How did you have the opportunity to work on Spotify?

I’ve done a lot of large transactional work of substance like half a million square feet. I represent a lot of technology companies. And when I say technology companies I mean more that are the basis of the figurehead companies right? So, like Uber is a very important client of ours. I’ve represented them for years. Spotify is the Uber of the music industry, right? Also, [a couple of the JLL brokers who represented Spotify] Ken [Siegel,] Peter [Riguardi] and myself specifically have worked together on Sotheby’s, so we’ve had a real history together of working well. 

Would you say that Spotify is your most high-profile deal to date?

No. We did almost 1.1 million square feet of leases with [Empire State Realty Trust head] Tony Malkin over a very short horizon of time for Li & Fung in three different buildings [including the Empire State Building]. I think Spotify is great because it’s obviously for the World Trade Center a really important and powerful statement for New York and Lower Manhattan. I’ve also had a long-standing, both personal and professional, relationship with [Marty Burger,] the CEO of Silverstein Properties. 

What was the whole 1 WTC-4 WTC back-and-forth about? Was it a strategy to negotiate better rents?

I think actually 1 [WTC] was very well contemplated. There were physical issues, a sky lobby is not for everybody, but you know in the end, there were opinions made about how the floor plan layouts were a little different and a little more effective for what Spotify needed. I think having a block at the top of the house was really special for them. It’s a Scandinavian company, and in the end they live differently than most of the other technology companies in New York live.

How so?

Most tech companies in New York City are thinking pre-war, almost industrial-type buildings whereas if you look at how they live today in Stockholm—you know, glass modern buildings—I think they had a lot of interest in that. I think that the ownership and the tenant really saw eye to eye and that really was an important factor. And they loved having Eataly in the building.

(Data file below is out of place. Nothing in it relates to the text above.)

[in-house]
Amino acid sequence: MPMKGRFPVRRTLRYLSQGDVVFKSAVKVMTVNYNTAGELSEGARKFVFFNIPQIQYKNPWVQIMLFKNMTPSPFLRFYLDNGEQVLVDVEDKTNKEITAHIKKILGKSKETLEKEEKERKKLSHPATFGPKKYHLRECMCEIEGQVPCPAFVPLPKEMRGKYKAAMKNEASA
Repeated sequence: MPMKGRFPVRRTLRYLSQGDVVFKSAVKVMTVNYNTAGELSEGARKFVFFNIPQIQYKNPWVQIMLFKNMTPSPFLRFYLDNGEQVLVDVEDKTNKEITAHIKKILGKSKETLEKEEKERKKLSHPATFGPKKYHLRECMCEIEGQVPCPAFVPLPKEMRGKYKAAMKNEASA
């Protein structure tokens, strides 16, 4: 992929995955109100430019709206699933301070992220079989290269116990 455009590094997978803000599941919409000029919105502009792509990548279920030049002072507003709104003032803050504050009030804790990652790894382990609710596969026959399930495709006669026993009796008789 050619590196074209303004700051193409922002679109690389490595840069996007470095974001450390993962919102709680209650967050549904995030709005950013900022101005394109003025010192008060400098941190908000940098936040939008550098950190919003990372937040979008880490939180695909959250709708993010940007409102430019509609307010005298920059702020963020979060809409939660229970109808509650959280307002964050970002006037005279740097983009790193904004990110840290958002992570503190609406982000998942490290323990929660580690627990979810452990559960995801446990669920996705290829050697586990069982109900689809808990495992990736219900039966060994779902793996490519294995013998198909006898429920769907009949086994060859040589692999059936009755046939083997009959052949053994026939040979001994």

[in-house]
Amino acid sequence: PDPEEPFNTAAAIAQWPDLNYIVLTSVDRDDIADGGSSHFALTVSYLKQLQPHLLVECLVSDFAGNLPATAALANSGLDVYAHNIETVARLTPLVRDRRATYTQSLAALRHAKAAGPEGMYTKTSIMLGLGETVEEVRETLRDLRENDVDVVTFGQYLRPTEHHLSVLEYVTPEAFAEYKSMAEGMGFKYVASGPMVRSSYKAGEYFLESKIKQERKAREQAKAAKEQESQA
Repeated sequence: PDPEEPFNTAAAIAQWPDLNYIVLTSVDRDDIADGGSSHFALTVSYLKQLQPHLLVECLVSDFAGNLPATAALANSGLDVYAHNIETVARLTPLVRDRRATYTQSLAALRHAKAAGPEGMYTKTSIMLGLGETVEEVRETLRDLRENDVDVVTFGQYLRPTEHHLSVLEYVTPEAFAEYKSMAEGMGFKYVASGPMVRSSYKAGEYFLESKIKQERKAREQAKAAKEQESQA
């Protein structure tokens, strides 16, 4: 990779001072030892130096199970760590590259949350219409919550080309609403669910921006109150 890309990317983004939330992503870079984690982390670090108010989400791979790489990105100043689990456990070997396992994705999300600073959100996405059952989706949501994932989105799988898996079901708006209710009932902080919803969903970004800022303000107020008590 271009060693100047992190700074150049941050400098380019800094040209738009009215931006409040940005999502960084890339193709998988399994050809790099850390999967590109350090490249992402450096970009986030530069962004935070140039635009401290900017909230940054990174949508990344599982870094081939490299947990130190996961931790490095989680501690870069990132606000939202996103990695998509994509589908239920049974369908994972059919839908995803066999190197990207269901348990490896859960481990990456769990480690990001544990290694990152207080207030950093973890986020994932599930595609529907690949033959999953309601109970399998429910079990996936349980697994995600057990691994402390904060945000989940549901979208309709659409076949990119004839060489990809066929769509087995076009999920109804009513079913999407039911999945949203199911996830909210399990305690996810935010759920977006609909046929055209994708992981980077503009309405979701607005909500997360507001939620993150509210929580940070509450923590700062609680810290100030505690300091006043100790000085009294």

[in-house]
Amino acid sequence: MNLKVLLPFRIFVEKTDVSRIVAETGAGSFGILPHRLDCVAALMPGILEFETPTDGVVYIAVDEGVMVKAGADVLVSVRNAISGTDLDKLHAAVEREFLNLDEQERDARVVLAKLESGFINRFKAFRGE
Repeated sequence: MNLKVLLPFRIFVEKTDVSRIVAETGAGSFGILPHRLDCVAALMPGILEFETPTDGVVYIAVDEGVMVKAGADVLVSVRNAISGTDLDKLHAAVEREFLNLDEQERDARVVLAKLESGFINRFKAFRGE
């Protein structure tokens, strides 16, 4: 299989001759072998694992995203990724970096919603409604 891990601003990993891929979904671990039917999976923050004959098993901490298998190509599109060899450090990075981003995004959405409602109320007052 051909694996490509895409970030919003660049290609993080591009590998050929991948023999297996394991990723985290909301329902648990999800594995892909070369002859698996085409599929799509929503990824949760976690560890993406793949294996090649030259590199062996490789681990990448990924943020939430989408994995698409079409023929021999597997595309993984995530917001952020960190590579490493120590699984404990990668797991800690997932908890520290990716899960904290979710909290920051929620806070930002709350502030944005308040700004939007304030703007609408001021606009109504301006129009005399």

What impact do think the Spotify deal will have on Lower Manhattan?

I think what Spotify did and will continue to do is validate Lower Manhattan as the real up-and-coming tech center in some regards of New York City. It’s helped validate, in the same way that you know Google validates the Meatpacking District, and Facebook validates the East Village. Certain companies are so important to the area themselves that people move into those areas to be kind of in touching distance of those tenants. So we think that [Spotify is] going to help create even more positive energy and traction of the leasing up of Lower Manhattan.

What makes Downtown attractive?

The sense I have is that Tribeca is expanding I think every day closer and closer to the fringe of, let’s call it the trade center site itself. Look at what Brookfield [Property Partners] has done to energize the West Side of Manhattan and kind of the nightlife around it as well. Every day a new restaurant opens. Residential, tourism, trendy hotels, trendy restaurants, everything is coming into that neighborhood. It’s the evolution, and what’s happening there is fantastic. And I do really think—I mean we all joke about this—but I think Spotify really will hip-ify the area. It will give it a little more credibility of being a really cool place to be.

Is Lower Manhattan the new Midtown South?  

I think Lower Manhattan is becoming an extension of Midtown South. Does that make sense? I think it’s become the type of place where it affords more optionality for tenants that might have only boxed themselves into a very small arena. It really opens up options and the community is extending itself. But this is not unusual for Manhattan proper. You know, years ago the client would say, “I want to go look in this immediate area,” and in the end we’d look at 1,000 other locations. New York has become really a market unto itself where the submarkets have become less important.